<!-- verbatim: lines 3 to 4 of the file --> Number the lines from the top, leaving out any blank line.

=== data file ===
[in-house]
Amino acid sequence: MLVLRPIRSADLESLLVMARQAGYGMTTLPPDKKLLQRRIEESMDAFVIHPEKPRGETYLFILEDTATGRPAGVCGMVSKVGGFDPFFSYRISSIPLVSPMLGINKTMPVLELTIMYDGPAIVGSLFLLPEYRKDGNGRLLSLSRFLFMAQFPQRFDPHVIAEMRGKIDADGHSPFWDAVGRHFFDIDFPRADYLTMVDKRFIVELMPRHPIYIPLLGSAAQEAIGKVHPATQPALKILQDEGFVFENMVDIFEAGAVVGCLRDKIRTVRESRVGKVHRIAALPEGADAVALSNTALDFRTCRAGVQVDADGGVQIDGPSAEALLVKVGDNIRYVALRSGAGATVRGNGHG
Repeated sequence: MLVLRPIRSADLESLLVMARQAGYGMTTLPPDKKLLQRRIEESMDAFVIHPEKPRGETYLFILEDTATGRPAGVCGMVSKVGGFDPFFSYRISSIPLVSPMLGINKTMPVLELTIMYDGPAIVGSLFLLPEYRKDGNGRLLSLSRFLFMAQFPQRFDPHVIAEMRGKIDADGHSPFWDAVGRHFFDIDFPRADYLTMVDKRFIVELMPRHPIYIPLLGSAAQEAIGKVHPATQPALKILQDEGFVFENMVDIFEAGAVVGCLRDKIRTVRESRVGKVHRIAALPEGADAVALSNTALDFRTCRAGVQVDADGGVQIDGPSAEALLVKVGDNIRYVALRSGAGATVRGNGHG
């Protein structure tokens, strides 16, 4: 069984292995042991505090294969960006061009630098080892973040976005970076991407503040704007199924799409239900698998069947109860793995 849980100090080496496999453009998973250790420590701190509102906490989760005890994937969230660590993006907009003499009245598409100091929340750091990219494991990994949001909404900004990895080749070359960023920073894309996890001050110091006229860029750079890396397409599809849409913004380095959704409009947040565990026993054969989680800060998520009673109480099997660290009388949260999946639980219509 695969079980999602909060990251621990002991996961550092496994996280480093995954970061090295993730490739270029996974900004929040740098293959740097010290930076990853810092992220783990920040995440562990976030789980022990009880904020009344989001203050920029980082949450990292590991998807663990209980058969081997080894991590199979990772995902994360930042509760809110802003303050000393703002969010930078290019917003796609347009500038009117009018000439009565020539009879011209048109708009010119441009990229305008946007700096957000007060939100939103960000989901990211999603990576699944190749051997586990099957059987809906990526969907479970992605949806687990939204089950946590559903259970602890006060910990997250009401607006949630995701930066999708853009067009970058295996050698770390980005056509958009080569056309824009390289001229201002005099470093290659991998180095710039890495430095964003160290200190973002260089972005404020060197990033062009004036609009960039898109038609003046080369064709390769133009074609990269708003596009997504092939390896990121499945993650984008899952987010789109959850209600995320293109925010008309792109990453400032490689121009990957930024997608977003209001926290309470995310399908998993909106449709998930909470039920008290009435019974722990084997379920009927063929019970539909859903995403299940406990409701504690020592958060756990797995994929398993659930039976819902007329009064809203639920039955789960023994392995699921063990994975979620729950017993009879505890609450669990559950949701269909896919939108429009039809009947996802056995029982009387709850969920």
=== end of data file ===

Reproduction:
Repeated sequence: MLVLRPIRSADLESLLVMARQAGYGMTTLPPDKKLLQRRIEESMDAFVIHPEKPRGETYLFILEDTATGRPAGVCGMVSKVGGFDPFFSYRISSIPLVSPMLGINKTMPVLELTIMYDGPAIVGSLFLLPEYRKDGNGRLLSLSRFLFMAQFPQRFDPHVIAEMRGKIDADGHSPFWDAVGRHFFDIDFPRADYLTMVDKRFIVELMPRHPIYIPLLGSAAQEAIGKVHPATQPALKILQDEGFVFENMVDIFEAGAVVGCLRDKIRTVRESRVGKVHRIAALPEGADAVALSNTALDFRTCRAGVQVDADGGVQIDGPSAEALLVKVGDNIRYVALRSGAGATVRGNGHG
């Protein structure tokens, strides 16, 4: 069984292995042991505090294969960006061009630098080892973040976005970076991407503040704007199924799409239900698998069947109860793995 849980100090080496496999453009998973250790420590701190509102906490989760005890994937969230660590993006907009003499009245598409100091929340750091990219494991990994949001909404900004990895080749070359960023920073894309996890001050110091006229860029750079890396397409599809849409913004380095959704409009947040565990026993054969989680800060998520009673109480099997660290009388949260999946639980219509 695969079980999602909060990251621990002991996961550092496994996280480093995954970061090295993730490739270029996974900004929040740098293959740097010290930076990853810092992220783990920040995440562990976030789980022990009880904020009344989001203050920029980082949450990292590991998807663990209980058969081997080894991590199979990772995902994360930042509760809110802003303050000393703002969010930078290019917003796609347009500038009117009018000439009565020539009879011209048109708009010119441009990229305008946007700096957000007060939100939103960000989901990211999603990576699944190749051997586990099957059987809906990526969907479970992605949806687990939204089950946590559903259970602890006060910990997250009401607006949630995701930066999708853009067009970058295996050698770390980005056509958009080569056309824009390289001229201002005099470093290659991998180095710039890495430095964003160290200190973002260089972005404020060197990033062009004036609009960039898109038609003046080369064709390769133009074609990269708003596009997504092939390896990121499945993650984008899952987010789109959850209600995320293109925010008309792109990453400032490689121009990957930024997608977003209001926290309470995310399908998993909106449709998930909470039920008290009435019974722990084997379920009927063929019970539909859903995403299940406990409701504690020592958060756990797995994929398993659930039976819902007329009064809203639920039955789960023994392995699921063990994975979620729950017993009879505890609450669990559950949701269909896919939108429009039809009947996802056995029982009387709850969920």